Alaska voters will decide this summer
whether America's Last Frontier will become the third U.S. state to
legalize the sale and recreational use of marijuana for adults under
a proposal that officially qualified on Wednesday for a statewide
Alaska Lieutenant Governor Mead Treadwell formally
certified that a petition campaign for the measure had gathered more
than 36,000 valid signatures from registered voters, nearly 6,000
more than legally required to qualify.
The marijuana initiative, and a separate measure to raise the
state's minimum wage by $2 an hour to $9.75 by January 2016, will be
placed on the state's primary election ballot on August 17.
Passage of the marijuana initiative would permit adults 21 and older
to possess up to one ounce (28 grams) of marijuana for private
personal use and to grow as many as six cannabis plants for their
It also charts a course for state-regulated commercial sales of pot
in a framework similar to systems established by Colorado and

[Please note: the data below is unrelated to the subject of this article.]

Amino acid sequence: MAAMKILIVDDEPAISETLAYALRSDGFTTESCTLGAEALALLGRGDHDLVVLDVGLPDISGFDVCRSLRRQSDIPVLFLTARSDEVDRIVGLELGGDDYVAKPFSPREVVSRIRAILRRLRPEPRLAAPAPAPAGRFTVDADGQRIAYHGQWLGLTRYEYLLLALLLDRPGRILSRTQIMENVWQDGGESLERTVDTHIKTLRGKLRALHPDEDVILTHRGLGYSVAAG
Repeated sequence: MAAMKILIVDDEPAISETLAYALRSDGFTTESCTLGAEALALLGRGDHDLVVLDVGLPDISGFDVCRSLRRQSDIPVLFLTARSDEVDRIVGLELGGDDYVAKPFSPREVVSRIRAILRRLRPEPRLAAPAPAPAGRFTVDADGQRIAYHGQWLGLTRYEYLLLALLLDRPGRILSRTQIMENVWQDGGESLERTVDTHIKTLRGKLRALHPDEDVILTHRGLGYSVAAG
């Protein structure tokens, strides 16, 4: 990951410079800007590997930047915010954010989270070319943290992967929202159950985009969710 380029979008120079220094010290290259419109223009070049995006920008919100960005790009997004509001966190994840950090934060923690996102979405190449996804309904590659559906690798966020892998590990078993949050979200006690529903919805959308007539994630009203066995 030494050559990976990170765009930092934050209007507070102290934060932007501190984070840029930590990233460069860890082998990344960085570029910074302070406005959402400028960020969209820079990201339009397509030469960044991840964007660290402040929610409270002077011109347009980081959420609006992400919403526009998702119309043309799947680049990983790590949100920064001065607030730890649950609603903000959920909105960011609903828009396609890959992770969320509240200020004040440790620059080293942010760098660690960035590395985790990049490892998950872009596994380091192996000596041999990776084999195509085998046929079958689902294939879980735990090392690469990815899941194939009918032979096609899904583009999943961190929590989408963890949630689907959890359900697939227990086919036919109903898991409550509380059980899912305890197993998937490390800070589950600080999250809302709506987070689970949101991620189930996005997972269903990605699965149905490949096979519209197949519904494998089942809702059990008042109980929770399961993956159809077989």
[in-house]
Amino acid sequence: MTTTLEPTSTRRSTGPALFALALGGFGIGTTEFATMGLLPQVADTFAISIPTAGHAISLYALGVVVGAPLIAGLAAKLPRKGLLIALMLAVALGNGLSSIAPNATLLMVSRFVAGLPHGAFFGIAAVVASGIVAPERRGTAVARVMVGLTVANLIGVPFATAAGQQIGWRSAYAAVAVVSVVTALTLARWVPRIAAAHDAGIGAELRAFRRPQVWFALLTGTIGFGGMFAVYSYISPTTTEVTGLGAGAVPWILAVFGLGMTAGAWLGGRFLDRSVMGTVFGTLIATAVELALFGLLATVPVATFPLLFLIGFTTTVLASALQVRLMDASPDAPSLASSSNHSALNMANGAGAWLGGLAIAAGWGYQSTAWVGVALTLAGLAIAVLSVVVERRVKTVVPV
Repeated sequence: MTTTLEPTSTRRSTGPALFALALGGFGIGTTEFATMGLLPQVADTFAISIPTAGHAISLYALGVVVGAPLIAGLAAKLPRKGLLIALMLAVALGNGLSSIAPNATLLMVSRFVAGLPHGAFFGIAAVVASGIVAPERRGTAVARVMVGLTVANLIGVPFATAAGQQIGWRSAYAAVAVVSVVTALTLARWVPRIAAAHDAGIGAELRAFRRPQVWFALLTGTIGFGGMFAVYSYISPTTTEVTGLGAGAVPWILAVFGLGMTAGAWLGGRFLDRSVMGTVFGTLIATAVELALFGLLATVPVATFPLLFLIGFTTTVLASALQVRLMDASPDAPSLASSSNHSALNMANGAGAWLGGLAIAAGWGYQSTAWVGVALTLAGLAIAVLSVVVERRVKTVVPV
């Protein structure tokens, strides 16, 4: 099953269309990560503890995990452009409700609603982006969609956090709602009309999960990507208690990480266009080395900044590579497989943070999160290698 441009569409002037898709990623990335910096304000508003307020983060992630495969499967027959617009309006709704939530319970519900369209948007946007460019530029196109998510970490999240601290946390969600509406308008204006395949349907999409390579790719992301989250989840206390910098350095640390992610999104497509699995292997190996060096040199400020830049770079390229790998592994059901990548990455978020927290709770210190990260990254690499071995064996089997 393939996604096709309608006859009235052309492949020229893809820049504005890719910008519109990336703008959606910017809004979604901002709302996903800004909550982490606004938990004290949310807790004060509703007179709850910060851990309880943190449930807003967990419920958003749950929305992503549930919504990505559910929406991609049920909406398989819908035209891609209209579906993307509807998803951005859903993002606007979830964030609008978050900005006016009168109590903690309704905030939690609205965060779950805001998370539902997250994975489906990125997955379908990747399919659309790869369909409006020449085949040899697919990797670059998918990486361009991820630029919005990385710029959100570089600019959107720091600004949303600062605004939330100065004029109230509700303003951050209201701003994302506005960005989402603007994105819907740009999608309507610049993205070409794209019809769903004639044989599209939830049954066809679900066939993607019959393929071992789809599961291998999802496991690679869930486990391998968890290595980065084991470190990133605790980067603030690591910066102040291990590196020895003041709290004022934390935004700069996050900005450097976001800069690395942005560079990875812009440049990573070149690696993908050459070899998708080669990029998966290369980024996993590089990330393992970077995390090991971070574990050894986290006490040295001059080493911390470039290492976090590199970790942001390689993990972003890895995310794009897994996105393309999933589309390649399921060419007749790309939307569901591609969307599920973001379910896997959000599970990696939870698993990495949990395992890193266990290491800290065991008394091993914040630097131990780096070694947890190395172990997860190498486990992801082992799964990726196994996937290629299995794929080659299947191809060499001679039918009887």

Washington state after voters in those states became the first to
legalize recreational marijuana in 2012.
Colorado and Washington's marijuana sales are likewise patterned
after the system adopted by many states for alcohol sales.
Under the Alaska measure, the state would collect a tax of $50 per
ounce of marijuana at the wholesale level.
The push to legalize recreational pot use in Alaska, which is among
20 states that already allow medical marijuana, is part of a broader
state-by-state effort to end prohibition of the drug, which remains
classified as an illegal narcotic under federal law.
Activists in Oregon also are gathering signatures to put a
legalization measure on the 2014 ballot in that state.
"A bipartisan tidal wave of public support for regulating
marijuana like alcohol in Alaska has pushed this issue onto the
ballot, and we will be running an aggressive campaign designed to
build momentum on that," said campaign spokesman Taylor Bickford.
He said efforts at prohibition have failed, and the signatures
collected by the pro-marijuana campaign reflect a call for a more
"There is more public dialogue about marijuana taking place than
ever before," said Mason Tvert, spokesman for the Denver-based
Marijuana Policy Project. "It won't be long before we see similar
steps being taken in other states."
(Reporting by Steve Quinn; Editing by
Steve Gorman and Ken Wills)